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Quantitative analysis of hysteresis in carbon nanotube field-effect devices
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10.1063/1.2358290
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    Affiliations:
    1 Department of Materials Science and Engineering, Rensselaer Polytechnic Institute, 110 8th Street, Troy, New York 12180
    2 Department of Physics, Applied Physics and Astronomy, Rensselaer Polytechnic Institute, 110 8th Street, Troy, New York 12180
    3 Department of Materials Science and Engineering, Rensselaer Polytechnic Institute, 110 8th Street, Troy, New York 12180 and Rensselaer Nanotechnology Center, Rensselaer Polytechnic Institute, 110 8th Street, Troy, New York 12180
    4 Rensselaer Nanotechnology Center, Rensselaer Polytechnic Institute, 110 8th Street, Troy, New York 12180
    5 Department of Materials Science and Engineering, Rensselaer Polytechnic Institute, 110 8th Street, Troy, New York 12180
    6 Department of Materials Science and Engineering, Rensselaer Polytechnic Institute, 110 8th Street, Troy, New York 12180 and Rensselaer Nanotechnology Center, Rensselaer Polytechnic Institute, 110 8th Street, Troy, New York 12180
    a) Author to whom correspondence should be addressed; electronic mail: kars@rpi.edu
    Appl. Phys. Lett. 89, 132118 (2006); http://dx.doi.org/10.1063/1.2358290
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Figures

Image of FIG. 1.
FIG. 1.

(Color online) Schematics describing the phenomenon of hysteresis: (a) A typical SWCNT FET in its three-terminal configuration for measuring transfer characteristics. (b) Transfer characteristics of a nanotube FET. The ideal case is shown with a solid line. The dotted lines show how the curves will shift during a forward and a reverse sweep. The corresponding modified positions of the threshold gate voltages are also shown. (c) Schematic of an equivalent series circuit, based on which the charge injection, its subsequent accumulation, and the resulting phenomenon of hysteresis have been modeled.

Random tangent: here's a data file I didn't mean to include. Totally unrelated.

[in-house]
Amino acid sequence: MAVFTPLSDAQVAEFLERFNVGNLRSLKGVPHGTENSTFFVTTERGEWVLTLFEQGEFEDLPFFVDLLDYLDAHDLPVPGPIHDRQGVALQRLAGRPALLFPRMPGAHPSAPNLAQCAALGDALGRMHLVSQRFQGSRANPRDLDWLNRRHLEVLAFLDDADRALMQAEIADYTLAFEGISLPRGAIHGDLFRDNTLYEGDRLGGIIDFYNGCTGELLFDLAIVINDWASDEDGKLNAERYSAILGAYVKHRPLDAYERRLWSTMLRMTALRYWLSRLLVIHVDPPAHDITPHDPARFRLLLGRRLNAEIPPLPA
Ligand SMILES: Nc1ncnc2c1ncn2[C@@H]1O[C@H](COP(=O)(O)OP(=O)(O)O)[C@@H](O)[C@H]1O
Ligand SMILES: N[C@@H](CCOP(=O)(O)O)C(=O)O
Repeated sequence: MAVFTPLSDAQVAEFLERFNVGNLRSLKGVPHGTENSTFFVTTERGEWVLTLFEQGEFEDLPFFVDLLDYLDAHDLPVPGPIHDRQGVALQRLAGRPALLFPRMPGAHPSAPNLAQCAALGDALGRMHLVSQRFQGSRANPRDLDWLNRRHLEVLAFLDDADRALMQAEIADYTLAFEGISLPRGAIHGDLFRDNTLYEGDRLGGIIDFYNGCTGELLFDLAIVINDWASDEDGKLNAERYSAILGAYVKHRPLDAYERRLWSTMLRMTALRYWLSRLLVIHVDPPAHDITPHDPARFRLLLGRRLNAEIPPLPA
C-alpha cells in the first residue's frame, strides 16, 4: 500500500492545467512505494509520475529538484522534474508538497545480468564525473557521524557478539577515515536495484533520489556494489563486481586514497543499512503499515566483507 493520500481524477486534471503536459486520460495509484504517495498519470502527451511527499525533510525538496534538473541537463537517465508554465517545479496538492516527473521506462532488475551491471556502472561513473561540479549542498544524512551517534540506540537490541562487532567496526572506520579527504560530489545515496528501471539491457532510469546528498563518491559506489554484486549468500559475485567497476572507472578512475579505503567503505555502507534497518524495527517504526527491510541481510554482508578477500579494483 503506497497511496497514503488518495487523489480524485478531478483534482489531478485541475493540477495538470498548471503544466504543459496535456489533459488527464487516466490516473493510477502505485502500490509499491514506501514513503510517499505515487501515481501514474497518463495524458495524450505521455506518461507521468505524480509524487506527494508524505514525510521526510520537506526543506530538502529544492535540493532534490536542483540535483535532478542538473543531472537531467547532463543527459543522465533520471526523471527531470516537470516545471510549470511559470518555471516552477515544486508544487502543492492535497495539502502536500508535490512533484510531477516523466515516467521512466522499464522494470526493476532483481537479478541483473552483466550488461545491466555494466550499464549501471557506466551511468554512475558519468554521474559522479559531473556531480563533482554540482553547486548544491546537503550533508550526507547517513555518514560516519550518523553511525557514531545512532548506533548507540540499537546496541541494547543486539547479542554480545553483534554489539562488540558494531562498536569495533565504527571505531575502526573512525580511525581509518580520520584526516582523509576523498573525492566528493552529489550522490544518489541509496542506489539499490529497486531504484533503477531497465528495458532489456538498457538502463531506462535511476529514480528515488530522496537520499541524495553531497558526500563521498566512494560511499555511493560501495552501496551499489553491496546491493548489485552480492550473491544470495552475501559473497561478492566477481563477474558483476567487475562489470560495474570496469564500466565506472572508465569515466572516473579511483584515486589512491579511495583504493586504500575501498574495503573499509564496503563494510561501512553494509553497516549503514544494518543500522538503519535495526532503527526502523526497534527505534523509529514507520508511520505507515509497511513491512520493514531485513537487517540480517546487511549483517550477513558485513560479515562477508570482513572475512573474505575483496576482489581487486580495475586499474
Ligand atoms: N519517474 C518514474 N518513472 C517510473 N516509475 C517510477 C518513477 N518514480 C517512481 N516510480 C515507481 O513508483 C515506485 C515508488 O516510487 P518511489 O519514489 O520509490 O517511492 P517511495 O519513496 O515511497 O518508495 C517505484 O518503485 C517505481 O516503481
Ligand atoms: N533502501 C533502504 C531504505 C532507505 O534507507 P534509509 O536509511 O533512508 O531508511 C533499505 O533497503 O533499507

Image of FIG. 2.
FIG. 2.

(Color online) (a) Determination of the hysteresis parameters and device properties from a time decay of drain current in a SWCNT FET. Open circles denote experimental data. , , . The values obtained from the fit (solid line) are , , , , . These values are then used to predict measured TCs for (b) different sweeping times, , , and (c) different hold times , , in the same device. Predicted TCs [(b) and (c), solid line] are in good agreement with experimental data (open circles). Predicted trends in the position of as a function of (d) for , , (e) for , , and (e) for , .

Image of FIG. 3.
FIG. 3.

(Color online) Application of the model on data digitized from Ref. 3. (a) TCs for different sweeping times, ,, , . Solid line shows the fit. The fit parameters obtained are , , , , . (b) TCs for forward and reverse sweeps in a suspended nanotube, in air (before), and under vacuum (after). Here, , , . The fit parameters for the forward sweep (and reverse sweep, where different) are (and ), (and 0.6), , , in ambient conditions. Under vacuum, , , , .

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/content/aip/journal/apl/89/13/10.1063/1.2358290
2006-09-29
2014-04-24
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752b84549af89a08dbdd7fdb8b9568b5 journal.articlezxybnytfddd
Scitation: Quantitative analysis of hysteresis in carbon nanotube field-effect devices
http://aip.metastore.ingenta.com/content/aip/journal/apl/89/13/10.1063/1.2358290
10.1063/1.2358290
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